I don’t think I have ever felt so cynical and disheartened about our country – indeed, our world – as I do now.
Every time some violent action causes mass casualties, I think “OK, maybe this is the one that changes things, changes people.” But it doesn’t. All it seems to do is lead to another, and another, and another. Each of them, in their own way, more horrific than the last one.
What kind of society goes on this way? I can’t think it’s a successful one. Look at what we are taught about how the Romans acted, with fierce coliseum battles to the death, where spectators voted up or down with their thumbs to decide if someone should die. I can’t say that’s what lead to their society to crumble, but I’m pretty sure it wasn’t something that brought people together.
I’ve written here before about being a big believer in Star Trek creator Gene Roddenberry’s futuristic vision of people getting along, working side by side to help make humanity better and not seeing someone’s skin color as a reason to treat them as inferior. Granted, there were episodes and movies that showed even under Roddenberry’s perhaps hope-to-be-utopian society, prejudices and violence happened. But the shows and movies still left me feeling hopeful and positive, a hallmark of good science fiction.
In the real world, though, it seems to be harder and harder to find instances of people reaching out across racial or economic lines to help one another. I know they exist and they are sometimes spotlighted by the media, but when something happens with mass loss of life, it seems to trump anything positive. Maybe I need to pay closer attention.
I ask myself if our society glorifies violence, from TV shows and movies to video games to some sports? I am a big pro football fan, a sport some consider the most violent of all. I grew up watching cop shows and Clint Eastwood’s Dirty Harry movies that had more than their share of shooting and killing. I haven’t seen that make me want to get a gun and take someone’s life, or pick someone up and thrown them to the ground, though.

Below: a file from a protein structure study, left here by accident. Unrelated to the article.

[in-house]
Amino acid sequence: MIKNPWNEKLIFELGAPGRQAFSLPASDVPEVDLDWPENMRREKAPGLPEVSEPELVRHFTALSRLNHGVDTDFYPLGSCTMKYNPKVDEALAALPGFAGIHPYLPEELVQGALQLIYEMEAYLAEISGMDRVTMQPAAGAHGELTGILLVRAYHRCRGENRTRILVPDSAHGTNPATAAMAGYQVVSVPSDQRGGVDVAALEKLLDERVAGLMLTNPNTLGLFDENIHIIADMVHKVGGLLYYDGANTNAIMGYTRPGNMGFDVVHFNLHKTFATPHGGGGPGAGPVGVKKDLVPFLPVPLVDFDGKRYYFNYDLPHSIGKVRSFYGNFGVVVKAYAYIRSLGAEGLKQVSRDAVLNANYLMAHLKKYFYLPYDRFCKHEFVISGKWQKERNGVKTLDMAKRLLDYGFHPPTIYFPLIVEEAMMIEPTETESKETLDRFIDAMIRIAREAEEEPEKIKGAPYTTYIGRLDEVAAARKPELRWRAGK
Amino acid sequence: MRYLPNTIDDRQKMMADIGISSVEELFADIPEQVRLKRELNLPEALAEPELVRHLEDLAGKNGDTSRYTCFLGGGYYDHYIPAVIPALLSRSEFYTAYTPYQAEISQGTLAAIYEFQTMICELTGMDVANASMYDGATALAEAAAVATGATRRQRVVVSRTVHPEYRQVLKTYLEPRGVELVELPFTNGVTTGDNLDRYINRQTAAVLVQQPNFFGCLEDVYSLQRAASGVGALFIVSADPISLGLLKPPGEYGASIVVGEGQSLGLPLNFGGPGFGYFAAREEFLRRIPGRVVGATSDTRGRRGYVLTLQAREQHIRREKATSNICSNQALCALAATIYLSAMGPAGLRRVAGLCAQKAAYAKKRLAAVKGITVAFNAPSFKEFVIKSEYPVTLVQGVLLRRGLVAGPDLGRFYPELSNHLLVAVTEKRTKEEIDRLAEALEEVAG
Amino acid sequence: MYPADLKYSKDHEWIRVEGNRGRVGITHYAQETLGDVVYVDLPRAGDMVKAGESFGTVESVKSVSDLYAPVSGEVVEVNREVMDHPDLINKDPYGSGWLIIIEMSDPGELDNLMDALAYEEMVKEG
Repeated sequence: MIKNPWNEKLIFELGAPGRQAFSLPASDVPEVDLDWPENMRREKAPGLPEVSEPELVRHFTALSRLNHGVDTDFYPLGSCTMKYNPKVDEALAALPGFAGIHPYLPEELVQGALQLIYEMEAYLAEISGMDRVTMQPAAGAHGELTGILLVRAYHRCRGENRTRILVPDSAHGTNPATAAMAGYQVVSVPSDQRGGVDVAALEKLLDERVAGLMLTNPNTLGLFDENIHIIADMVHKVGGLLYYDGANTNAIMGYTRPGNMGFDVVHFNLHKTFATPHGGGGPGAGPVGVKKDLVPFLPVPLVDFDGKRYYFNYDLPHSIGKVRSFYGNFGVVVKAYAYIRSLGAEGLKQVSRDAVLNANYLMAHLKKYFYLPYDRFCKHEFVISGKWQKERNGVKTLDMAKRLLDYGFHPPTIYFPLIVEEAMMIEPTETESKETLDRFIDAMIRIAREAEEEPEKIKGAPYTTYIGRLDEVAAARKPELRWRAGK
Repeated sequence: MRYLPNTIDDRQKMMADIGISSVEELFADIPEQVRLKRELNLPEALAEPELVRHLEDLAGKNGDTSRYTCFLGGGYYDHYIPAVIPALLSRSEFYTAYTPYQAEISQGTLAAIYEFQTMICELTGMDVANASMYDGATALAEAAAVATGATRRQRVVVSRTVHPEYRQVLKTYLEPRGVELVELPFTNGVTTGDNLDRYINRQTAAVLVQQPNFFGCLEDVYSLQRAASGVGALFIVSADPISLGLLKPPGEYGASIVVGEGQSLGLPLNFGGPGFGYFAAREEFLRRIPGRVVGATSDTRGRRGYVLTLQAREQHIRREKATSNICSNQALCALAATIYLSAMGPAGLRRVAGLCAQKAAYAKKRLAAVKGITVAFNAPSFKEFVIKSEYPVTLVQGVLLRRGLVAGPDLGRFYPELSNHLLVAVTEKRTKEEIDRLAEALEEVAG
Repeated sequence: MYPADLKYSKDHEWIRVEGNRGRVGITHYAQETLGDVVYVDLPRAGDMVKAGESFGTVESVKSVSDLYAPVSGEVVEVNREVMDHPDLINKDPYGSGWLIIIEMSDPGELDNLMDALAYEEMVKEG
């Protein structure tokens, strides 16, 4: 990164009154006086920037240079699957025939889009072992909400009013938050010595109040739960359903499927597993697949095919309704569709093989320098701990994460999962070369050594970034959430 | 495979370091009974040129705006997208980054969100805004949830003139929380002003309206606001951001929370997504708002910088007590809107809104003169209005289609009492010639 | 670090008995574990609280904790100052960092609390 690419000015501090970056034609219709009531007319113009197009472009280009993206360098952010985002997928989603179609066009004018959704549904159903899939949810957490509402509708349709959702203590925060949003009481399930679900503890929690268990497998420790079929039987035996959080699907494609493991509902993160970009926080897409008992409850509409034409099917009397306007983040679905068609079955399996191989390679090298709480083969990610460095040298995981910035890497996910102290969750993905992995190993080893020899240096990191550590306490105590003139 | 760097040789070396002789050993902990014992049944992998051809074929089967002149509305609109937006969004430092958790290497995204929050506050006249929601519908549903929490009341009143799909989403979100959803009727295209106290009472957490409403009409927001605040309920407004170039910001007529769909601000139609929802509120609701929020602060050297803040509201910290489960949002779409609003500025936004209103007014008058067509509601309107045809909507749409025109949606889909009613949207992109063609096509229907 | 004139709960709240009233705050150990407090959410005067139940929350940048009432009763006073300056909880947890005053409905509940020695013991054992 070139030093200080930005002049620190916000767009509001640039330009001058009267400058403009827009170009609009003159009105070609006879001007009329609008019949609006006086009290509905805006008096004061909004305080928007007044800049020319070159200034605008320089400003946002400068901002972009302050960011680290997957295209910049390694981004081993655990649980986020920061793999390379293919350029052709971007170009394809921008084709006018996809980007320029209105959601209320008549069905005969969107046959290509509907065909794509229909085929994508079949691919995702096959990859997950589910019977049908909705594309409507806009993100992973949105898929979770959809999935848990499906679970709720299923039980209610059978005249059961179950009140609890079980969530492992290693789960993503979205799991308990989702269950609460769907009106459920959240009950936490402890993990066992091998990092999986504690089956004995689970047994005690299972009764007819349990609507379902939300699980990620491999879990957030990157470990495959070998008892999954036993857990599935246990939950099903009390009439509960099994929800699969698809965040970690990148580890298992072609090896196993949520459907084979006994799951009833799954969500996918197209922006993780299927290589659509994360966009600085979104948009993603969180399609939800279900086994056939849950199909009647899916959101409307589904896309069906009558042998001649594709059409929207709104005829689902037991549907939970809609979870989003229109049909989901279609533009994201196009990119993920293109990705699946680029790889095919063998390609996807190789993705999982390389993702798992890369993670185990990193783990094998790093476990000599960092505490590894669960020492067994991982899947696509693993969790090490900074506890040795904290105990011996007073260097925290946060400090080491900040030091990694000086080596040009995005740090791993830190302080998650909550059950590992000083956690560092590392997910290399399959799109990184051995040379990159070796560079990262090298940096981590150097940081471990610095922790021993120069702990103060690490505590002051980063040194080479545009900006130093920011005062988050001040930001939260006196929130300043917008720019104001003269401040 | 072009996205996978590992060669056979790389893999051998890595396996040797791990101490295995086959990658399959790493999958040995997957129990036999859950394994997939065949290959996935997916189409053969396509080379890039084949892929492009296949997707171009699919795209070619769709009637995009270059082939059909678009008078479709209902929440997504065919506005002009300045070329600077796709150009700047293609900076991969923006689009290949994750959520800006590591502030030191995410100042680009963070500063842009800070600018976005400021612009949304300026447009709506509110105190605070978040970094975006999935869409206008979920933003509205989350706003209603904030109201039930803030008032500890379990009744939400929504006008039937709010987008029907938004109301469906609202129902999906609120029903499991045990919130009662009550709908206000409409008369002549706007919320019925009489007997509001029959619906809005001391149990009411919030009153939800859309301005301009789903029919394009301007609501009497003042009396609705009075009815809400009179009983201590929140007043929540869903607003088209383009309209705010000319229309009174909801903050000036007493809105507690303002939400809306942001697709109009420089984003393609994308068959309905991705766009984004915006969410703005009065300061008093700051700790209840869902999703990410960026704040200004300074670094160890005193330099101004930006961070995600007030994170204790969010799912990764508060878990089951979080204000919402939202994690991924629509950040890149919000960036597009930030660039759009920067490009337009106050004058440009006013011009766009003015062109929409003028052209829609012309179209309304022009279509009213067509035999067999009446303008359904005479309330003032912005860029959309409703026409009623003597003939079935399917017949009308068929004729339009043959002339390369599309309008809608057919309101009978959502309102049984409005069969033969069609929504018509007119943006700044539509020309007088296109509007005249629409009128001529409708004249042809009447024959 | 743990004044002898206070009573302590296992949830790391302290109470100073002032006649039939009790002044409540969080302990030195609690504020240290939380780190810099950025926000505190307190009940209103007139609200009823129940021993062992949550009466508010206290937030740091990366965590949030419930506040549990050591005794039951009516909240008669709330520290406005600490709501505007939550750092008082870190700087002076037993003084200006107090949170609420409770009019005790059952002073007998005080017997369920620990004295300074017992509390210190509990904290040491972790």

The tone and sometimes substance of this year’s presidential race is far too insensitive, inconsiderate and even outright hateful. If that’s done to reach out to those in our country who think similar, I shudder to think where we’re headed.
I know, everyone and everyone’s life and circumstances are different and I don’t understand what it’s like to be in someone else’s shoes. True enough. But I like to think, while I’m far from perfect, I’m more accepting of others and their differences than those who decide to take a life or the lives of many others just because they don’t like someone’s religious views or the color of their skin.
I want to take an optimistic outlook toward the future, but it seems I do so less and less frequently. I remind myself that most people don’t act out violently in this way, that there are others who accept and tolerate differences. God bless them.
It’s just a huge shame – and really our own failing – that they are forgotten and their beliefs and actions so often overshadowed by those with negative and violent beliefs and acts.